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A 3-GHz Profiler for Precipitating Cloud Studies

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  • 1 Cooperative Institute for Research in Environmental Sciences, University of Colorado, Boulder, Colorado
  • | 2 National Oceanic and Atmospheric Administration, Aeronomy Laboratory, Boulder, Colorado
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Abstract

A 3-GHz profiler has been developed by the National Oceanic and Atmospheric Administration’s Aeronomy Laboratory to observe the evolution and vertical structure of precipitating cloud systems. The profiler is very portable, robust, and relatively inexpensive, so that continuous, unattended observations of overhead precipitation can be obtained, even at remote locations. The new profiler is a vertically looking Doppler radar that operates at S band, a commonly used band for scanning weather radars (e.g., WSR-88D). The profiler has many features in common with the 915-MHz profiler developed at the Aeronomy Laboratory during the past decade primarily for measurement of lower-tropospheric winds in the Tropics. This paper presents a description of the new profiler and evaluates it in the field in Illinois and Australia in comparison with UHF lower-tropospheric profilers. In Illinois, the new profiler was evaluated alongside a collocated 915-MHz profiler at the Flatland Atmospheric Observatory. In Australia it was evaluated alongside a 920-MHz profiler during the Maritime Continent Thunderstorm Experiment. The results from these campaigns confirm the approximate 20-dB improvement in sensitivity, as expected for Rayleigh scatter. The results show that the new profiler provides a substantial improvement in the ability to observe deep cloud systems in comparison with the 915-MHz profilers.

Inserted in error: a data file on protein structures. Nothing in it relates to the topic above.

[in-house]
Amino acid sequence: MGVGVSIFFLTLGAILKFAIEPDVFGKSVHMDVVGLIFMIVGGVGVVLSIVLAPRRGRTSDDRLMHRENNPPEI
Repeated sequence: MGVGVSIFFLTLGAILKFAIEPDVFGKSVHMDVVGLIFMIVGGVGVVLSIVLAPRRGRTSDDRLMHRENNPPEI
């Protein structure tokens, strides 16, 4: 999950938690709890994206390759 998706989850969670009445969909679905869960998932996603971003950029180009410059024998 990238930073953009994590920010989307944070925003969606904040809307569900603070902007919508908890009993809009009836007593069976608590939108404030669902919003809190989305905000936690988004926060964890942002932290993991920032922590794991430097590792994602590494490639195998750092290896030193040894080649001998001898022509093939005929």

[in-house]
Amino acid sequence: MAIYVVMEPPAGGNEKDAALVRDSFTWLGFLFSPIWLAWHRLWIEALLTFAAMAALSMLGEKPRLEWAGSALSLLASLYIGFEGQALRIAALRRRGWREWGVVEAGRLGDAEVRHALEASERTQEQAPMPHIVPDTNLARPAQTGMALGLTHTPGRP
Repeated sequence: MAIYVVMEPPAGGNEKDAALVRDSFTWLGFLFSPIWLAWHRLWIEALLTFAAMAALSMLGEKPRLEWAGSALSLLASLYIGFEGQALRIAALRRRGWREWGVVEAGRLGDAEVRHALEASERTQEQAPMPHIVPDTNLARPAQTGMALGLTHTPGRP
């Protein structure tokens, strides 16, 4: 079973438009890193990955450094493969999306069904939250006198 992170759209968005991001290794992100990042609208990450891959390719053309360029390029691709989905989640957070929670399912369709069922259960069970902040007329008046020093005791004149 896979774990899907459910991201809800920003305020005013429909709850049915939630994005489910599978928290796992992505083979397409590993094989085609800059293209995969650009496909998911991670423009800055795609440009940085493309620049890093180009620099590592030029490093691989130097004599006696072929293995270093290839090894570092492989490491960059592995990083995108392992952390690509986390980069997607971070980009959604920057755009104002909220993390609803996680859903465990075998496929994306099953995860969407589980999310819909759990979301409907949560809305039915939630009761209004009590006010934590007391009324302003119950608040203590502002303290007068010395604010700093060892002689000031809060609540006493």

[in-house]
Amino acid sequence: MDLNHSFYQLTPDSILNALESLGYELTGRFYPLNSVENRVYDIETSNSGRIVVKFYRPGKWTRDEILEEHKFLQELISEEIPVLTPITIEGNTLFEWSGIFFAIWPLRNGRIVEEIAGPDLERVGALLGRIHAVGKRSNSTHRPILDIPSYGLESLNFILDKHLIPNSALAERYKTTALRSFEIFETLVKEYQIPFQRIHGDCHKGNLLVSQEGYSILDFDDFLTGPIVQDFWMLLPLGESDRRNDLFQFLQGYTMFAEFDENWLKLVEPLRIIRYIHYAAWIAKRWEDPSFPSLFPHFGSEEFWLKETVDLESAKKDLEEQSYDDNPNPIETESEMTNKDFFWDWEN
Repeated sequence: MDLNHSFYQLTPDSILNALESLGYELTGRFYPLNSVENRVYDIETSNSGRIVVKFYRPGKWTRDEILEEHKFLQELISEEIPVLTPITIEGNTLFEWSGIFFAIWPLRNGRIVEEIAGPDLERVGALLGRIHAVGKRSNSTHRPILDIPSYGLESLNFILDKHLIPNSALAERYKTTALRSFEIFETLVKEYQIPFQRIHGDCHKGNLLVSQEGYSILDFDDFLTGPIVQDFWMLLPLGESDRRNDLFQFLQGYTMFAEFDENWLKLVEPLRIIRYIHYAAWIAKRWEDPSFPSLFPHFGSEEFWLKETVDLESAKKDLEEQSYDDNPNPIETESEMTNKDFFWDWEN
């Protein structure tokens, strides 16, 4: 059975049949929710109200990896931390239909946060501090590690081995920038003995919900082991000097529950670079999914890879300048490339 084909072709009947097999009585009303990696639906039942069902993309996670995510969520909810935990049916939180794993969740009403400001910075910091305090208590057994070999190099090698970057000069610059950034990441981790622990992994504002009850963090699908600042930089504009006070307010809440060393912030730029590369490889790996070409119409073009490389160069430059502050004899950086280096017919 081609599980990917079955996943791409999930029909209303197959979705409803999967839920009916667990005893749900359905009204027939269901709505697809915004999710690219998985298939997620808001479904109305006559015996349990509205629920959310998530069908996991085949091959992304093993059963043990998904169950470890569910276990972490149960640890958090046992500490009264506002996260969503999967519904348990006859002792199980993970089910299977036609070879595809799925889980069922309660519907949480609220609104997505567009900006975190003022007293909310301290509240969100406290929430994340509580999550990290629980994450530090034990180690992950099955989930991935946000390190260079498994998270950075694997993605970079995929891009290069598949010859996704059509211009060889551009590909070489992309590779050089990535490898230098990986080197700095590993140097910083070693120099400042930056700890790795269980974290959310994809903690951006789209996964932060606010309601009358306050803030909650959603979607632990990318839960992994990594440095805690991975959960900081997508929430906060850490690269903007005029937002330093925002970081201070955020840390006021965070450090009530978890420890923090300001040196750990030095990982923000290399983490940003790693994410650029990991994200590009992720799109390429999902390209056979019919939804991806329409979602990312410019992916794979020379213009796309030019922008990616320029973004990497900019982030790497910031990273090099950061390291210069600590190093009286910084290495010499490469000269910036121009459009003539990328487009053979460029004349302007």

Corresponding author address: Warner L. Ecklund, NOAA, ERL, Aeronomy Laboratory, 325 Broadway R/E/AL3, Boulder, CO 80303.

Email: wle@al.noaa.gov

Abstract

A 3-GHz profiler has been developed by the National Oceanic and Atmospheric Administration’s Aeronomy Laboratory to observe the evolution and vertical structure of precipitating cloud systems. The profiler is very portable, robust, and relatively inexpensive, so that continuous, unattended observations of overhead precipitation can be obtained, even at remote locations. The new profiler is a vertically looking Doppler radar that operates at S band, a commonly used band for scanning weather radars (e.g., WSR-88D). The profiler has many features in common with the 915-MHz profiler developed at the Aeronomy Laboratory during the past decade primarily for measurement of lower-tropospheric winds in the Tropics. This paper presents a description of the new profiler and evaluates it in the field in Illinois and Australia in comparison with UHF lower-tropospheric profilers. In Illinois, the new profiler was evaluated alongside a collocated 915-MHz profiler at the Flatland Atmospheric Observatory. In Australia it was evaluated alongside a 920-MHz profiler during the Maritime Continent Thunderstorm Experiment. The results from these campaigns confirm the approximate 20-dB improvement in sensitivity, as expected for Rayleigh scatter. The results show that the new profiler provides a substantial improvement in the ability to observe deep cloud systems in comparison with the 915-MHz profilers.

Corresponding author address: Warner L. Ecklund, NOAA, ERL, Aeronomy Laboratory, 325 Broadway R/E/AL3, Boulder, CO 80303.

Email: wle@al.noaa.gov

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